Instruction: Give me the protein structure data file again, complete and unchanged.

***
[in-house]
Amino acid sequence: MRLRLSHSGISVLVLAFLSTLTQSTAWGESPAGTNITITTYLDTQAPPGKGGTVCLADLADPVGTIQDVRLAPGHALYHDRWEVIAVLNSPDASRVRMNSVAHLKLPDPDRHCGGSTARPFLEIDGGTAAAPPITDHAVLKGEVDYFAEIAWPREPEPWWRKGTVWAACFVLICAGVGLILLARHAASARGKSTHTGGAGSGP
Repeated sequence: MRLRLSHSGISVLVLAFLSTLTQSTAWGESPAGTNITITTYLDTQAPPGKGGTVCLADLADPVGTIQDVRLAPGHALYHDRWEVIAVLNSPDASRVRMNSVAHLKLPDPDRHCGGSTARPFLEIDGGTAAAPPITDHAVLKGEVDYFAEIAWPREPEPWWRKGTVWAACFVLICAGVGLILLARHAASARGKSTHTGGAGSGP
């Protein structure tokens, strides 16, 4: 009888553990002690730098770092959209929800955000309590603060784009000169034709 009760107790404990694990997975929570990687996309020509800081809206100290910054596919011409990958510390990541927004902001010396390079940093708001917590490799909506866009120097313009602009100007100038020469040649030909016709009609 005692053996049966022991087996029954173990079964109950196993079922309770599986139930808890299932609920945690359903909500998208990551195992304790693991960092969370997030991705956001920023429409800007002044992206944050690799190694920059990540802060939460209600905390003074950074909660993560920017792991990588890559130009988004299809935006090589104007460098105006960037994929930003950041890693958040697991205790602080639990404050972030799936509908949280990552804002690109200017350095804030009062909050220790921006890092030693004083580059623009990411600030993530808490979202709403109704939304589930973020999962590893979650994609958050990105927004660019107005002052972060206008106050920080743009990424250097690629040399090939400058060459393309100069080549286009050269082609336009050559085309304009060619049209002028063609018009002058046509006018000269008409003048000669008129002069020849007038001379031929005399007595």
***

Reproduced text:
[in-house]
Amino acid sequence: MRLRLSHSGISVLVLAFLSTLTQSTAWGESPAGTNITITTYLDTQAPPGKGGTVCLADLADPVGTIQDVRLAPGHALYHDRWEVIAVLNSPDASRVRMNSVAHLKLPDPDRHCGGSTARPFLEIDGGTAAAPPITDHAVLKGEVDYFAEIAWPREPEPWWRKGTVWAACFVLICAGVGLILLARHAASARGKSTHTGGAGSGP
Repeated sequence: MRLRLSHSGISVLVLAFLSTLTQSTAWGESPAGTNITITTYLDTQAPPGKGGTVCLADLADPVGTIQDVRLAPGHALYHDRWEVIAVLNSPDASRVRMNSVAHLKLPDPDRHCGGSTARPFLEIDGGTAAAPPITDHAVLKGEVDYFAEIAWPREPEPWWRKGTVWAACFVLICAGVGLILLARHAASARGKSTHTGGAGSGP
């Protein structure tokens, strides 16, 4: 009888553990002690730098770092959209929800955000309590603060784009000169034709 009760107790404990694990997975929570990687996309020509800081809206100290910054596919011409990958510390990541927004902001010396390079940093708001917590490799909506866009120097313009602009100007100038020469040649030909016709009609 005692053996049966022991087996029954173990079964109950196993079922309770599986139930808890299932609920945690359903909500998208990551195992304790693991960092969370997030991705956001920023429409800007002044992206944050690799190694920059990540802060939460209600905390003074950074909660993560920017792991990588890559130009988004299809935006090589104007460098105006960037994929930003950041890693958040697991205790602080639990404050972030799936509908949280990552804002690109200017350095804030009062909050220790921006890092030693004083580059623009990411600030993530808490979202709403109704939304589930973020999962590893979650994609958050990105927004660019107005002052972060206008106050920080743009990424250097690629040399090939400058060459393309100069080549286009050269082609336009050559085309304009060619049209002028063609018009002058046509006018000269008409003048000669008129002069020849007038001379031929005399007595």